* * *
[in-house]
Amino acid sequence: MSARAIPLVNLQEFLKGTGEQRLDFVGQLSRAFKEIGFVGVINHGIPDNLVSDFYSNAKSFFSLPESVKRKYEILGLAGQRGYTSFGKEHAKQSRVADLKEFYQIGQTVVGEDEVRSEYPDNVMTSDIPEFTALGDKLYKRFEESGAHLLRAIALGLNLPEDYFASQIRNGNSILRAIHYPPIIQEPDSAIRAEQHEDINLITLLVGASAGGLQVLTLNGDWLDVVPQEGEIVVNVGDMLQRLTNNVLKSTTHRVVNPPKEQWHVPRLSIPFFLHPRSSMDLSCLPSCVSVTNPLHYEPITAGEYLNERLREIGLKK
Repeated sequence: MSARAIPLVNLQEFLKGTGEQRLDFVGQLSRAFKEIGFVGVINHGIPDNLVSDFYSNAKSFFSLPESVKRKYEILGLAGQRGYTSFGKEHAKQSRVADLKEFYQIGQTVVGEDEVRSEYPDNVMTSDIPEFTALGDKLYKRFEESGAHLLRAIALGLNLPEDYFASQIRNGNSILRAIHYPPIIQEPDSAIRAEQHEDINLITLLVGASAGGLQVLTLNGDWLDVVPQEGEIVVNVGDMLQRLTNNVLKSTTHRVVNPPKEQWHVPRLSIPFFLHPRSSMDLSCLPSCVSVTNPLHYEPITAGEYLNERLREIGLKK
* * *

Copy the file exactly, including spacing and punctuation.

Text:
[in-house]
Amino acid sequence: MSARAIPLVNLQEFLKGTGEQRLDFVGQLSRAFKEIGFVGVINHGIPDNLVSDFYSNAKSFFSLPESVKRKYEILGLAGQRGYTSFGKEHAKQSRVADLKEFYQIGQTVVGEDEVRSEYPDNVMTSDIPEFTALGDKLYKRFEESGAHLLRAIALGLNLPEDYFASQIRNGNSILRAIHYPPIIQEPDSAIRAEQHEDINLITLLVGASAGGLQVLTLNGDWLDVVPQEGEIVVNVGDMLQRLTNNVLKSTTHRVVNPPKEQWHVPRLSIPFFLHPRSSMDLSCLPSCVSVTNPLHYEPITAGEYLNERLREIGLKK
Repeated sequence: MSARAIPLVNLQEFLKGTGEQRLDFVGQLSRAFKEIGFVGVINHGIPDNLVSDFYSNAKSFFSLPESVKRKYEILGLAGQRGYTSFGKEHAKQSRVADLKEFYQIGQTVVGEDEVRSEYPDNVMTSDIPEFTALGDKLYKRFEESGAHLLRAIALGLNLPEDYFASQIRNGNSILRAIHYPPIIQEPDSAIRAEQHEDINLITLLVGASAGGLQVLTLNGDWLDVVPQEGEIVVNVGDMLQRLTNNVLKSTTHRVVNPPKEQWHVPRLSIPFFLHPRSSMDLSCLPSCVSVTNPLHYEPITAGEYLNERLREIGLKK